Before I came here someone recommended I read “Eat Pray Love”. They said the movie was crap but the book was good. I’d also read elsewhere that it’s a good idea to read books set in the destination you’re going to. I was sceptical but I took a punt and bought the kindle version. The other day I finally began reading it. It was woeful. Truly bad. Never had I read anything so badly written, so self indulgent and patronising before. I kept clicking through the pages hoping it would get better. It didn’t. I seriously wanted to throw it away and had it not been on my kindle I would have taken great delight in flinging it far into the ravine of the Monkey Forest. Failing that I just wanted to take my blue editor’s pencil to it. How did this get published? I just hope this hasn’t resulted in a whole lot of wanna be writers thinking “hey, if she can do it, so can I!” seriously: she can’t. Don’t try. And for those who have toyed with the idea of reading this book: it’s really not worth the brain cells you will loose in attempting to figure out why.
I have been looking forward all week to going to my new yoga passion – anti gravity yoga classes. You hang in hammocks and swing like you’re on a trapeze. Totally supported you can do all kinds of upside poses. Great for your spine, great for your core (you do need to be able to support yourself) and great for your lymph system – all that blood flushing through.
So today as 5pm drew near I began to pull out my clothes – t-shirt and long yoga pants – change, don my uggs – too cold for Birkenstocks – (God I sound like a hippie. Really, I’m not!) grabbed directions and off I went.
In the car I searched Google maps and chose the route and proceeded through the back streets of Newtown (ignoring the Google route) to Cleveland St. All good except I hadn’t really factored in the traffic at that time of night. But it seemed like I was making good time and the last thing I needed to do was turn right into Chalmers St and the studio was there just on the left. And 6 minutes to spare. You can’t come into a yoga room once the class has started. They actually won’t let you in. So it’s important to be on time. Usually I get to my classes early so I can get a good spot. Makes all the difference.
But I was led astray. As I drove up to Chalmers St I saw a big ‘no right turn’ sign. WTF??? It’s a one-way street. Going the other way. And I was now in the wrong lane to turn left but somehow managed amidst all manner of tooting. My thinking was that I would either A) find a spot a few hundred yards down Chalmers St and run to the studio or … B) didn’t have a Plan B. But there were no spots. Except for the one that the taxi snagged. I sat there waiting for the old woman in the taxi to get out, all the time watching the clock in my car getter ever closer to 6pm. And breathing through the wrath of my fellow drivers and they blared their horns (‘cos I was just sitting there). Finally, I gave up. And came up with Plan B. I would drive around the block. I had 3 minutes.
For those of you who are familiar with Surry Hill/Redfern you know the score. It’s not so simple. In Melbourne, yes, you could simply turn right, then right again and there you’d be. But in Sydney: no. Firstly there are all those no right turns. Secondly, its not a place built on a grid system. Needless to say I got well and truly lost and missed my yoga class. Merde.
So further to my quest for dealing with my recent fashion faux pas. When I think about it there’s a number of advantages to wearing a burqa. Theres something potentially sexy about it. Not the garment itself, but what it conceals. Imagine beneath that drab anonymous veil a pair of heels: high, strappy, only just enclosing naked feet. An immaculate pedicure suggesting … well , leave that to your imagination, but we all know about the (potential) eroticism of feet.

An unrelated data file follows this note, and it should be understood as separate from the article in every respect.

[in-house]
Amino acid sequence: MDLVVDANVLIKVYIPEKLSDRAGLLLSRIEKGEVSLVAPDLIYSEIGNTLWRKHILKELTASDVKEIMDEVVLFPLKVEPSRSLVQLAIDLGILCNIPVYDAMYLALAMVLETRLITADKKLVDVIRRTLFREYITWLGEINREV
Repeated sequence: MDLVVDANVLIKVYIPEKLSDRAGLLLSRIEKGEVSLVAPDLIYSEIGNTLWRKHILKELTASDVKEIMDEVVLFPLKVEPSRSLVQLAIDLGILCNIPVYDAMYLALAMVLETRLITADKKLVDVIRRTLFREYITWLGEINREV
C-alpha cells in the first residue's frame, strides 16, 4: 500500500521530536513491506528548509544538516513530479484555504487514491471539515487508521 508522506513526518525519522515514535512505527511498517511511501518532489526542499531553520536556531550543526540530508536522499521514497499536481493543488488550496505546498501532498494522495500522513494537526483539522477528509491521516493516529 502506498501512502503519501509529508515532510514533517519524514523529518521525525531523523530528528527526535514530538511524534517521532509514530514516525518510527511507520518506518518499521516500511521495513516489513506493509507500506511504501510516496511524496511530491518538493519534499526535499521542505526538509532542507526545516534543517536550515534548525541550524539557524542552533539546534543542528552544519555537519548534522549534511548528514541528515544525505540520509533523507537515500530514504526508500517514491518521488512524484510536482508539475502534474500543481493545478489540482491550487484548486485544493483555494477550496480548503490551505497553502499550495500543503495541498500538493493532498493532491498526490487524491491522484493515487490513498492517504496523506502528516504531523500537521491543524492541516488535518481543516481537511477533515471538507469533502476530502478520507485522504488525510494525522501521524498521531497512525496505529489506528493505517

And so upward and onward. (Sorry, couldn’t resist.)
Underneath a burqa you could wear the most gorgeous silky, sexy clothing. Just for you. Nobody need see it but what fun to let the burqa fly out either while walking or as you’re taking a seat and reveal just a hint of something sensuous. You could wear the most revealing clothing knowing it was all ok. No one was going to look at you or judge you or make rude noises. No one would know or suspect. How delicious.
And then there’s another advantage: those bad hair days? Those days where you just can’t be bothered or wish you didn’t have to put on work clothes? You don’t. Underneath your burqa you could stay in your pajamas. You don’t need to do your hair (there could be significant financial benefits) and you don’t even have to put on make up!! Is this liberation or what?!! I can just roll out of bed, cover myself in my shroud (oops, burqa) and off I go!!
The other day I read with horror that – according to a young male fashion guru (??) women over the age of 40 should not bare their knees. Oh dear. I fall firmly into that category and have been doing so for years. Whilst I have a number of chic dresses (think Diane Von Furstenberg) that just either skim the knee or sit a few scant inches below, I am also partial to a couple of lovely skirts that are just above the knee. They have a gorgeous sway to them and always make me feel sexy. And, I have to confess, I have a rather lovely fitted knit dress that iss considerably above the knee which I have been wearing rather proudly, secure in the knowledge that my egs are ok and I can carry it off. Or so I thought.
Not so. Mr Damien (no, that’s not a typo) Woolnough (perhaps its a ‘nom de plume’) is in no doubt that this leads to ridicule. A fashion ‘no no’. Women over 40 should instead, wear fitted trousers as these will “skim your pins without revealing crinkly kneecaps.” Or we can wear skirts BELOW the knee. As a last resort we can – if we must – wear a short skirt with DARK OPAQUE TIGHTS. But then we will risk being objects of ridicule. You see, there is no hope. So it’s off to buy a burqa.